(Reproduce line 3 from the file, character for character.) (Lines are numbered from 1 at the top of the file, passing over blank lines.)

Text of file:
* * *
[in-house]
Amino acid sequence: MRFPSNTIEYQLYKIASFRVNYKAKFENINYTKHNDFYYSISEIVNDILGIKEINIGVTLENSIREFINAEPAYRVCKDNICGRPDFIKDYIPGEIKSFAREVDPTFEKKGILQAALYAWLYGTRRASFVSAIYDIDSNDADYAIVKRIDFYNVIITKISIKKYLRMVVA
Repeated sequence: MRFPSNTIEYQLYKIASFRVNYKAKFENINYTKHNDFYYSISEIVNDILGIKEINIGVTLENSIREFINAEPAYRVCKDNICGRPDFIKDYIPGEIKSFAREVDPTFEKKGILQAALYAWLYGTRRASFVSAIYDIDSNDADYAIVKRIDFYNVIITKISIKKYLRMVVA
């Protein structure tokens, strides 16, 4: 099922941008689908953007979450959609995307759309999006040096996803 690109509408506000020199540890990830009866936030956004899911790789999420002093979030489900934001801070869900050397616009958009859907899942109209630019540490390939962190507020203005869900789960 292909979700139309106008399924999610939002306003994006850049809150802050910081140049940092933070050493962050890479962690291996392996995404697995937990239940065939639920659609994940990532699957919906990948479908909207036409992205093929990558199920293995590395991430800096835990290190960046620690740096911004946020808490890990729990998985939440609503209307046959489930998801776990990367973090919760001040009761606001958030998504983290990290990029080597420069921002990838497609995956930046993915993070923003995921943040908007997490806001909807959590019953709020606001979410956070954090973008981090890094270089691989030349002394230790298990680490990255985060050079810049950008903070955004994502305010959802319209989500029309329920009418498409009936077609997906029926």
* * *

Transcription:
Repeated sequence: MRFPSNTIEYQLYKIASFRVNYKAKFENINYTKHNDFYYSISEIVNDILGIKEINIGVTLENSIREFINAEPAYRVCKDNICGRPDFIKDYIPGEIKSFAREVDPTFEKKGILQAALYAWLYGTRRASFVSAIYDIDSNDADYAIVKRIDFYNVIITKISIKKYLRMVVA